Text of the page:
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Cast Long Shadows, Page 2

Cassandra Clare

  His mama said his papa had such a dear, friendly, freckled face. Matthew had always wished he looked like him.

  But he didn’t.

  Matthew said, his voice strange in his own ears: “I do not understand what you mean.”

  “Henry Branwell is not your father,” spat Alastair. “You are Gideon Lightwood’s bastard. Everybody knows it but you.”

  In a white and blinding rage, Matthew struck him in the face. Then he went to find Christopher, cleared the area, and gave him matches.

  A short but eventful time passed before Matthew left school, never to return. In that interval, a wing of the Academy blew up.

  Matthew realized it had been rather a shocking thing to do, but while he was deranged he also demanded James be his parabatai and by some miracle James agreed. Matthew and his papa arranged to spend more time at the Fairchilds’ London home so that Matthew could be with both his papa and his parabatai. It had all, Matthew considered, worked out rather well.

  If only he could forget.

  The Shadow Market, London, 1901

  Jem halted in the midst of the dancing flames and black iron arches of the London Market, startled by the appearance of a familiar face in an unexpected context, and even more so by the warmth of Matthew’s greeting.

  He knew Charlotte’s son, of course. Her other boy, Charles, was always very cool and distant when he encountered Brother Zachariah on official business. Brother Zachariah knew that the Silent Brothers were meant to be detached from the world. His uncle Elias’s son, Alastair, had made that very clear when Brother Zachariah reached out to him.

  This is how it should be, said his brothers in his mind. He could not always tell one of their voices from the others. They were a quiet chorus, a silent, ever-present song.

  Jem would not have held it against Matthew if he felt the same way as many others, but he didn’t seem to. His bright, delicate face showed dismay all too clearly. “Am I being too familiar?” he asked anxiously. “I only supposed since I was James’s parabatai and that is what he calls you, I might do so as well.”

  Of course you may, said Brother Zachariah.

  James did, and James’s sister, Lucie, and Alastair’s sister, Cordelia, had taken to doing so as well. Zachariah considered that they were the three sweetest children in the world. He knew he might be a little partial, but faith created truth.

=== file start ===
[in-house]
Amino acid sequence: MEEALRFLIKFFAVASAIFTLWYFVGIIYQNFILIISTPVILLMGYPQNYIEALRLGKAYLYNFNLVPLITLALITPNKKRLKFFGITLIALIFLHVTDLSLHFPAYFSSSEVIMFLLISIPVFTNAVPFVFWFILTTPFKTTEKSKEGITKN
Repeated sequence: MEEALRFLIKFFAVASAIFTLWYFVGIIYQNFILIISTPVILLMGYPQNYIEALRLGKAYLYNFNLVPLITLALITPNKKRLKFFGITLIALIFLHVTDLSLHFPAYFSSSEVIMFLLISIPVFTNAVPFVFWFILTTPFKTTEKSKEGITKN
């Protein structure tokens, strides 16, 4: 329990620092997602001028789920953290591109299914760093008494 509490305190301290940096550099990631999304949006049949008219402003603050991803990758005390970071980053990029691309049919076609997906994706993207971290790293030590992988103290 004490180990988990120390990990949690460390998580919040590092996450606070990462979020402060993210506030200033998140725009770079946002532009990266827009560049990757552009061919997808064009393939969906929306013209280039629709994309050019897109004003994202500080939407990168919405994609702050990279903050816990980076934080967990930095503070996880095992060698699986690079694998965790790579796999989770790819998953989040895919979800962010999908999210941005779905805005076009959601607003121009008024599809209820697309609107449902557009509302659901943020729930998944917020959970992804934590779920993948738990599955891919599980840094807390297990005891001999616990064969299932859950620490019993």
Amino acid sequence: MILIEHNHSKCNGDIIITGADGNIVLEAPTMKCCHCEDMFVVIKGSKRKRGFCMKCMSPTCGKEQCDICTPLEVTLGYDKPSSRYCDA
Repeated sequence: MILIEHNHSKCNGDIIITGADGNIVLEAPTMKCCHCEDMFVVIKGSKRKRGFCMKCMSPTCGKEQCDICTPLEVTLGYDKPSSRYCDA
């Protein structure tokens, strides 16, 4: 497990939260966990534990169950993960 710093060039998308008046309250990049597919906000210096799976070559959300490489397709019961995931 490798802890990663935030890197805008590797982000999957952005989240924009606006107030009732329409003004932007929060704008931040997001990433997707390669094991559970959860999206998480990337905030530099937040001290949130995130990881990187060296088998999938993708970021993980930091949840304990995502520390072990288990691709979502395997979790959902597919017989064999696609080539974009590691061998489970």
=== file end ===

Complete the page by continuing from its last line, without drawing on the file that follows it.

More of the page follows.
Matthew glowed. Zachariah was reminded of Matthew’s mother, and the kindness that had taken in three orphans when she was hardly more than a child herself.

  “They all talk about you all the time in the London Institute,” Matthew confided. “James and Lucie and Uncle Will and Aunt Tessa too. I feel as if I know you a great deal better than I actually do, so I beg pardon if I trespass on your kindness.”

  There can be no trespass when you are always welcome, said Jem.

  Matthew’s smile spread. It was an extraordinarily engaging expression. His warmth was closer to the surface than Charlotte’s, Jem thought. He had never been taught to close himself off, to do anything but delight and trust in the world.

  “I would like to hear all about your and Uncle Will’s and Aunt Tessa’s adventures from your point of view,” Matthew proposed. “You must have had a very exciting time! Nothing exciting ever happens to us. The way everyone talks about it, one might think you had a dramatic star-crossed passion with Aunt Tessa before you became a Silent Brother.” Matthew stopped himself. “Sorry! My tongue ran away with me. I am heedless and excited to talk to you properly. I’m sure it is strange to think of your past life. I hope I did not upset or offend you. I cry peace.”

  Peace, echoed Brother Zachariah, amused.

  “I am certain you could have had a torrid affair with any person you wanted, of course,” said Matthew. “Anyone can see that. Oh Lord, that was a heedless thing to say too, wasn’t it?”

  It is very kind of you to say so, said Brother Zachariah. Is it not a fine night?

  “I can see you are a very tactful fellow,” said Matthew, and clapped Brother Zachariah on the back.

  They wandered through the stalls of the Shadow Market. Brother Zachariah was searching for one warlock in particular, who had agreed to help him.

  “Does Uncle Will know you are in London?” asked Matthew. “Are you going to see him? If Uncle Will finds out you were in London and did not come to call, and I knew about it, that will be curtains for me! Young life cut off in its prime. A bright flower of manhood withered untimely. You might think of me and my doom, Uncle Jem, you really might.”

  Might I? asked Brother Zachariah.

  It was fairly obvious what Matthew was angling to know.

  “It would also be very kind of you if you refrained from mentioning that you saw me at the Shadow Market,” Matthew wheedled, with his engaging smile and a distinct air of apprehension.

  Silent Brothers are terrible gossips as a rule, said Brother Zachariah. For you, though, Matthew, I will make an exception.

  “Thanks, Uncle Jem!” Matthew linked his arm with Jem’s. “I can see we are going to be great friends.”

  It must be a horrible contrast for the Market to behold, Jem thought, seeing this bright child hanging so carelessly off the arm of a Silent Brother, hooded and cloaked and shrouded in darkness. Matthew seemed blissfully unaware of the incongruity.

  I believe we will be, said Jem.

  “My cousin Anna says the Shadow Market is tremendous fun,” said Matthew happily. “Of course you know Anna. She’s always tremendous fun herself, and has the best taste in waistcoats in London. I met some very agreeable faeries who invited me, and I thought I would come see.”